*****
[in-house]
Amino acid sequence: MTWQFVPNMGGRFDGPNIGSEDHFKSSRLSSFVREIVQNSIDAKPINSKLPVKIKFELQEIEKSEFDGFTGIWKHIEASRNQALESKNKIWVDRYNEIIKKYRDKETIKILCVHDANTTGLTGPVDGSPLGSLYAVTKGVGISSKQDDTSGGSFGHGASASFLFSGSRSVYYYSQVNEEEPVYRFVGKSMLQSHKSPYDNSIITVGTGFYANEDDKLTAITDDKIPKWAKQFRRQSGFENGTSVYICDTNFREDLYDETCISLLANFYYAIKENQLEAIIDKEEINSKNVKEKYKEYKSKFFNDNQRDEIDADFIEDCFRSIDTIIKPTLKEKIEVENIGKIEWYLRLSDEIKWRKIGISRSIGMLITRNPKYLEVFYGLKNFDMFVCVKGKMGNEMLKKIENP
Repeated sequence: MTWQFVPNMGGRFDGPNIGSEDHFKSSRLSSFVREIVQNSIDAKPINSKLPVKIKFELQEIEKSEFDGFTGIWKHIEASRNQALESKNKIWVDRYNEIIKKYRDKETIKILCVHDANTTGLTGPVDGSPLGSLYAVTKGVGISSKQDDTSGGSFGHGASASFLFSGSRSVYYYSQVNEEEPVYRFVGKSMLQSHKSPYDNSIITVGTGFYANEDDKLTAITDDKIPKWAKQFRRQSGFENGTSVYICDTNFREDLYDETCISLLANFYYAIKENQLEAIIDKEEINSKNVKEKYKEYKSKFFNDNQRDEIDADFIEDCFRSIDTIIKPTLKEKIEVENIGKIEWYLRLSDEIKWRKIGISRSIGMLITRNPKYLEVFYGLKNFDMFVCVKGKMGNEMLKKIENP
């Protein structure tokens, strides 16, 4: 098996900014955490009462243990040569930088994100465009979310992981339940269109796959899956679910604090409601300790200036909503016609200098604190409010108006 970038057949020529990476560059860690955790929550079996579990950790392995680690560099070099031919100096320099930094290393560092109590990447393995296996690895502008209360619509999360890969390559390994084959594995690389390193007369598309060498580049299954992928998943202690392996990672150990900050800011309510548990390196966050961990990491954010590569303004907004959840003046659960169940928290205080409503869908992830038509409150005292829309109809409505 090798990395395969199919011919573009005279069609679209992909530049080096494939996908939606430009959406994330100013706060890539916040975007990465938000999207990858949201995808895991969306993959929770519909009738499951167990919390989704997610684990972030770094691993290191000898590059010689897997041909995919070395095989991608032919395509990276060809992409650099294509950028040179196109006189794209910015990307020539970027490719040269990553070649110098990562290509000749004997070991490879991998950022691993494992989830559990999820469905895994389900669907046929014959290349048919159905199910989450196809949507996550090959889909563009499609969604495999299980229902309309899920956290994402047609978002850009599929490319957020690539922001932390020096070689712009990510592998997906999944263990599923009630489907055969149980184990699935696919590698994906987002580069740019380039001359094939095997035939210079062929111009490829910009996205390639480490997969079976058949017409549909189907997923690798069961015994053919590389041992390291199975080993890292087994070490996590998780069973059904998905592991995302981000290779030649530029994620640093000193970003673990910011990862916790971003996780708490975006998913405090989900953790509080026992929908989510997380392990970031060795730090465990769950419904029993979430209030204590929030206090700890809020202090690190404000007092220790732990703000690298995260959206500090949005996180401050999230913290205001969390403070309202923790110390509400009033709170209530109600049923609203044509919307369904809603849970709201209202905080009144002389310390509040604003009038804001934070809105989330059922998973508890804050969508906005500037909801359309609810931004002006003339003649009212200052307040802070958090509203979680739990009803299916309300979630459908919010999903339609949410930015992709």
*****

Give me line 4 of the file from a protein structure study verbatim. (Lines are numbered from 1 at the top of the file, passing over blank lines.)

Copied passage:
């Protein structure tokens, strides 16, 4: 098996900014955490009462243990040569930088994100465009979310992981339940269109796959899956679910604090409601300790200036909503016609200098604190409010108006 970038057949020529990476560059860690955790929550079996579990950790392995680690560099070099031919100096320099930094290393560092109590990447393995296996690895502008209360619509999360890969390559390994084959594995690389390193007369598309060498580049299954992928998943202690392996990672150990900050800011309510548990390196966050961990990491954010590569303004907004959840003046659960169940928290205080409503869908992830038509409150005292829309109809409505 090798990395395969199919011919573009005279069609679209992909530049080096494939996908939606430009959406994330100013706060890539916040975007990465938000999207990858949201995808895991969306993959929770519909009738499951167990919390989704997610684990972030770094691993290191000898590059010689897997041909995919070395095989991608032919395509990276060809992409650099294509950028040179196109006189794209910015990307020539970027490719040269990553070649110098990562290509000749004997070991490879991998950022691993494992989830559990999820469905895994389900669907046929014959290349048919159905199910989450196809949507996550090959889909563009499609969604495999299980229902309309899920956290994402047609978002850009599929490319957020690539922001932390020096070689712009990510592998997906999944263990599923009630489907055969149980184990699935696919590698994906987002580069740019380039001359094939095997035939210079062929111009490829910009996205390639480490997969079976058949017409549909189907997923690798069961015994053919590389041992390291199975080993890292087994070490996590998780069973059904998905592991995302981000290779030649530029994620640093000193970003673990910011990862916790971003996780708490975006998913405090989900953790509080026992929908989510997380392990970031060795730090465990769950419904029993979430209030204590929030206090700890809020202090690190404000007092220790732990703000690298995260959206500090949005996180401050999230913290205001969390403070309202923790110390509400009033709170209530109600049923609203044509919307369904809603849970709201209202905080009144002389310390509040604003009038804001934070809105989330059922998973508890804050969508906005500037909801359309609810931004002006003339003649009212200052307040802070958090509203979680739990009803299916309300979630459908919010999903339609949410930015992709």